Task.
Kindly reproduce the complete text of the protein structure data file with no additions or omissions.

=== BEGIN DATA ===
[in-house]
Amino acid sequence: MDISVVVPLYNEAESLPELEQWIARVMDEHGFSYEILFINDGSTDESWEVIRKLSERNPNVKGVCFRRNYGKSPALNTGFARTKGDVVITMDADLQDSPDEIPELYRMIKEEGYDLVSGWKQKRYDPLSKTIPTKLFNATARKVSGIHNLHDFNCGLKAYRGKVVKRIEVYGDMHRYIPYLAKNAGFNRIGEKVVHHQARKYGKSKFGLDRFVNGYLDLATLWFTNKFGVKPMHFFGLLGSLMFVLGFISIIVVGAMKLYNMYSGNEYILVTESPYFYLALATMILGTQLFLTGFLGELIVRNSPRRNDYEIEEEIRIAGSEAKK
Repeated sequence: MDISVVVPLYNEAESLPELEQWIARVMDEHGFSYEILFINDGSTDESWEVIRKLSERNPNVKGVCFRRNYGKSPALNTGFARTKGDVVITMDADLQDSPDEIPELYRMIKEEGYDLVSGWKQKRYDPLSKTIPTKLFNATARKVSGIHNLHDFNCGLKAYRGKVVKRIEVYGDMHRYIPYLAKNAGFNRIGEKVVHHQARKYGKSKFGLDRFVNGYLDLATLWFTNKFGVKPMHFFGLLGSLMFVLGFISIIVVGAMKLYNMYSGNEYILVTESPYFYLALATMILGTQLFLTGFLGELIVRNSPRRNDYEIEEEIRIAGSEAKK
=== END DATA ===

[in-house]
Amino acid sequence: MDISVVVPLYNEAESLPELEQWIARVMDEHGFSYEILFINDGSTDESWEVIRKLSERNPNVKGVCFRRNYGKSPALNTGFARTKGDVVITMDADLQDSPDEIPELYRMIKEEGYDLVSGWKQKRYDPLSKTIPTKLFNATARKVSGIHNLHDFNCGLKAYRGKVVKRIEVYGDMHRYIPYLAKNAGFNRIGEKVVHHQARKYGKSKFGLDRFVNGYLDLATLWFTNKFGVKPMHFFGLLGSLMFVLGFISIIVVGAMKLYNMYSGNEYILVTESPYFYLALATMILGTQLFLTGFLGELIVRNSPRRNDYEIEEEIRIAGSEAKK
Repeated sequence: MDISVVVPLYNEAESLPELEQWIARVMDEHGFSYEILFINDGSTDESWEVIRKLSERNPNVKGVCFRRNYGKSPALNTGFARTKGDVVITMDADLQDSPDEIPELYRMIKEEGYDLVSGWKQKRYDPLSKTIPTKLFNATARKVSGIHNLHDFNCGLKAYRGKVVKRIEVYGDMHRYIPYLAKNAGFNRIGEKVVHHQARKYGKSKFGLDRFVNGYLDLATLWFTNKFGVKPMHFFGLLGSLMFVLGFISIIVVGAMKLYNMYSGNEYILVTESPYFYLALATMILGTQLFLTGFLGELIVRNSPRRNDYEIEEEIRIAGSEAKK